• Many papers use the idea of self-descriptiveness in diverse contexts (meta data model, KIF, context-aware mobile infrastructure, flexible data types)
  • Use of self-descriptiveness for data privacy
    • The idea briefly mentioned in [Rezgui, Bouguettaya, and Eltoweissy, 2003]
  • Securing mobile self-descriptive objects
    • Esp. securing them via apoptosis, that is clean self-destruction [Tschudin, 1999]
  • Specification of privacy preferences and policies
    • Platform for Privacy Preferences [Cranor, 2003]
    • AT&T Privacy Bird [AT&T, 2004]
proposed approach
Proposed Approach
  • Design self-descriptive private objects
  • Construct a mechanism for apoptosis of private objects

apoptosis = clean self-destruction

  • Develop proximity-based evaporation of private objects
a self descriptive private objects
A. Self-descriptive Private Objects
  • Comprehensive metadata include:
    • owner’s privacy preferences
    • guardian privacy policies
    • metadata access conditions
    • enforcement specifications
    • data provenance
    • context-dependent and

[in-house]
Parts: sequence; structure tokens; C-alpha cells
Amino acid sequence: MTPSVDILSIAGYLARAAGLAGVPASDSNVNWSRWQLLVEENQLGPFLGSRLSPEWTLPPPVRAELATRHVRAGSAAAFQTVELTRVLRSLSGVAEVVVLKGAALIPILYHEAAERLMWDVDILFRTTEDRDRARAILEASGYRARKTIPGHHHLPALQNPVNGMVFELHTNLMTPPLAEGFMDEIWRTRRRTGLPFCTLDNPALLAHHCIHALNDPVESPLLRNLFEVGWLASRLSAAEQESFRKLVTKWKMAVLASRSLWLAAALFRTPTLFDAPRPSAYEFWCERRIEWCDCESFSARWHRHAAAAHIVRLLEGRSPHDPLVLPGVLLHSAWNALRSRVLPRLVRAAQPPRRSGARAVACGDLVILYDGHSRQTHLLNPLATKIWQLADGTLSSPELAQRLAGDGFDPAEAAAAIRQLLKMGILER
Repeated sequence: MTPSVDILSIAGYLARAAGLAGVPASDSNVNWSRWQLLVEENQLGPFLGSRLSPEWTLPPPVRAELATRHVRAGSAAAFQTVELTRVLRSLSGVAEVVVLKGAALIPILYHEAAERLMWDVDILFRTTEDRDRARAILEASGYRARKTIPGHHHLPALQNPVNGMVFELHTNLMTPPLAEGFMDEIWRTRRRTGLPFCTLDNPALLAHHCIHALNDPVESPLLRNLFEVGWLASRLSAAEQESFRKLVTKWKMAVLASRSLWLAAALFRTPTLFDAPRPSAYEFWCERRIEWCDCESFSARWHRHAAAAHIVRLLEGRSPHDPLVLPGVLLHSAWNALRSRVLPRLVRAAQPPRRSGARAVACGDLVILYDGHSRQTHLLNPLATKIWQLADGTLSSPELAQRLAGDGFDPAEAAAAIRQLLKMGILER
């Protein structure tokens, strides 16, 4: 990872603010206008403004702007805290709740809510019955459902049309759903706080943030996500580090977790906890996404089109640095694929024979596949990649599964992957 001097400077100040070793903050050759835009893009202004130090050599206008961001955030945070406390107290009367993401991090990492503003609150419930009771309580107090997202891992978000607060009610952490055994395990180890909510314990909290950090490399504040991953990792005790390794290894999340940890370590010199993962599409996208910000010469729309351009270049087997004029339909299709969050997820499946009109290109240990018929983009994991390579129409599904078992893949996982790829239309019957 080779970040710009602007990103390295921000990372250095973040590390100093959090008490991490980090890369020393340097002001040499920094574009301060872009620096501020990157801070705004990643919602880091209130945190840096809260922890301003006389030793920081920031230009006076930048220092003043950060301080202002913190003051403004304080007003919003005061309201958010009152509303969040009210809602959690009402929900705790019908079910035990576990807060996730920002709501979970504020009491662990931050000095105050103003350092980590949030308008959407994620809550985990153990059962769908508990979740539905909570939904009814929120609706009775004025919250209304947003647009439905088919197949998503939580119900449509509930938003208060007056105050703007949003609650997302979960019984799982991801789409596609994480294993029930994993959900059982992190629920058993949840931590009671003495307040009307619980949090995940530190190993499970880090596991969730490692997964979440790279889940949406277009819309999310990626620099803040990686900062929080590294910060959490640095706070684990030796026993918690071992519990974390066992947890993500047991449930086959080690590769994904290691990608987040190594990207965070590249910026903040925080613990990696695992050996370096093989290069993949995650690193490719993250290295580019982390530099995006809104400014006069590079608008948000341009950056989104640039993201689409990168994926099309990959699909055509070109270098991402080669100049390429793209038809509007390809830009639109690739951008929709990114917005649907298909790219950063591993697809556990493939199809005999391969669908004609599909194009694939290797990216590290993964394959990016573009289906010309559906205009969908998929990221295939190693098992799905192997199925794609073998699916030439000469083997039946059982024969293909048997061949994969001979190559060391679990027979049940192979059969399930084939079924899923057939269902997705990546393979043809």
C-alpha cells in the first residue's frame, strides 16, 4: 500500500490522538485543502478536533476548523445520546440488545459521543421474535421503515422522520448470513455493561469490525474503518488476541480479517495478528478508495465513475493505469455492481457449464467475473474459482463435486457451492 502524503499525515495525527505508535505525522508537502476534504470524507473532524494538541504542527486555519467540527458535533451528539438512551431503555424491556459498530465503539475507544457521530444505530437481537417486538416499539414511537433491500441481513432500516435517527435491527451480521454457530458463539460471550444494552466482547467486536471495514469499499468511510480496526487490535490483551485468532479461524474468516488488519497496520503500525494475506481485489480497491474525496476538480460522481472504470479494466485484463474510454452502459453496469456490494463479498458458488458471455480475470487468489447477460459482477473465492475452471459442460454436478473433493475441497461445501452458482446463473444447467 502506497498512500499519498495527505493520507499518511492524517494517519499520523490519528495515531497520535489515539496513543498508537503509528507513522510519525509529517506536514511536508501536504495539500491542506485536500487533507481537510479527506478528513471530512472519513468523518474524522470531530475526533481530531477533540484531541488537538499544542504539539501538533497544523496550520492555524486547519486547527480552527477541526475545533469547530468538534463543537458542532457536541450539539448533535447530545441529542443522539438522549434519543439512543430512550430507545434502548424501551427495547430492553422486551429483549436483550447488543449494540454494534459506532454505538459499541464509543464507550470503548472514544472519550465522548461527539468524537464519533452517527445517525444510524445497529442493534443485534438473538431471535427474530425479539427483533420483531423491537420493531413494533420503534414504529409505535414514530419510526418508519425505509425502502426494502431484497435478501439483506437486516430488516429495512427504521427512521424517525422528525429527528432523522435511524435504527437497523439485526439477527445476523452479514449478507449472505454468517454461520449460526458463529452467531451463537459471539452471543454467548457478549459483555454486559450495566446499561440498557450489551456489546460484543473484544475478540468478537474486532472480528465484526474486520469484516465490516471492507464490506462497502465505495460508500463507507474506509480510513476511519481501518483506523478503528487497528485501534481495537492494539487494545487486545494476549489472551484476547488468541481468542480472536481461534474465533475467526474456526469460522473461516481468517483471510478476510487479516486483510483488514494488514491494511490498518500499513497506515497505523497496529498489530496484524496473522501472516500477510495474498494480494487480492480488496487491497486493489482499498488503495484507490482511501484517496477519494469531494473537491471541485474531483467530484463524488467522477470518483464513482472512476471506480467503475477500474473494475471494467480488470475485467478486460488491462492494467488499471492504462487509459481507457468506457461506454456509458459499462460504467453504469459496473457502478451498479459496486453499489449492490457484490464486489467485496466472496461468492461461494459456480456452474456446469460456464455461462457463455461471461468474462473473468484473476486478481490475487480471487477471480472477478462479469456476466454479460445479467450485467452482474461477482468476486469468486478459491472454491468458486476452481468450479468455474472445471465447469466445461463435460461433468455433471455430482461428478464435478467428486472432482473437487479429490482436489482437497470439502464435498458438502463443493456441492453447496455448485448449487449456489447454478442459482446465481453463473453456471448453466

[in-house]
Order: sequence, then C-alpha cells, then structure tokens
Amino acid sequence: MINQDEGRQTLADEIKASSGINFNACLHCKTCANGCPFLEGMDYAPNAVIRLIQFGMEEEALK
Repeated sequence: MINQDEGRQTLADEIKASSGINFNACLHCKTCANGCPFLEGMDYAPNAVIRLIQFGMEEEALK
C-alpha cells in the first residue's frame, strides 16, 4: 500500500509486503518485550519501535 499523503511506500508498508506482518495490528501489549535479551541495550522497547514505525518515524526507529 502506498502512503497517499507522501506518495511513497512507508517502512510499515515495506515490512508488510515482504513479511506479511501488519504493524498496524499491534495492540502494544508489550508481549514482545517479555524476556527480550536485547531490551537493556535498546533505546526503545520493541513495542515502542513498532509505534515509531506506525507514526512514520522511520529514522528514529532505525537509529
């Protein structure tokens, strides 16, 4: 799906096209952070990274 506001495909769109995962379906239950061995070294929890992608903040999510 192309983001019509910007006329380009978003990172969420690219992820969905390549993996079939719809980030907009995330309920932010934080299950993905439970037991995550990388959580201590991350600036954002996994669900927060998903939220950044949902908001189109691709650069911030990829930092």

other components

How to read and write private data

For the original and/or subsequent data guardians

How to verify and modify metadata

How to enforce preferences and policies

Who created, read, modified, or destroyed any portion of data

Application-dependent elements

Customer trust levels for different contexts

Other metadata elements

notification in self descriptive objects
Notification in Self-descriptive Objects
  • Self-descriptive objects simplify notifying owners or requesting their permissions
    • Contact information available in the data provenance component
  • Notifications and requests sent to owners immediately, periodically, or on demand
    • Via pagers, SMSs, email, mail, etc.
optimization of object transmission
Optimization of Object Transmission
  • Transmitting complete objects between guardians is inefficient
    • They describe all foreseeable aspects of data privacy
      • For any application and environment
  • Solution: prune transmitted metadata
    • Use application and environment semantics along the data dissemination chain
b apoptosis of private objects
B. Apoptosis of Private Objects
  • Assuring privacy in data dissemination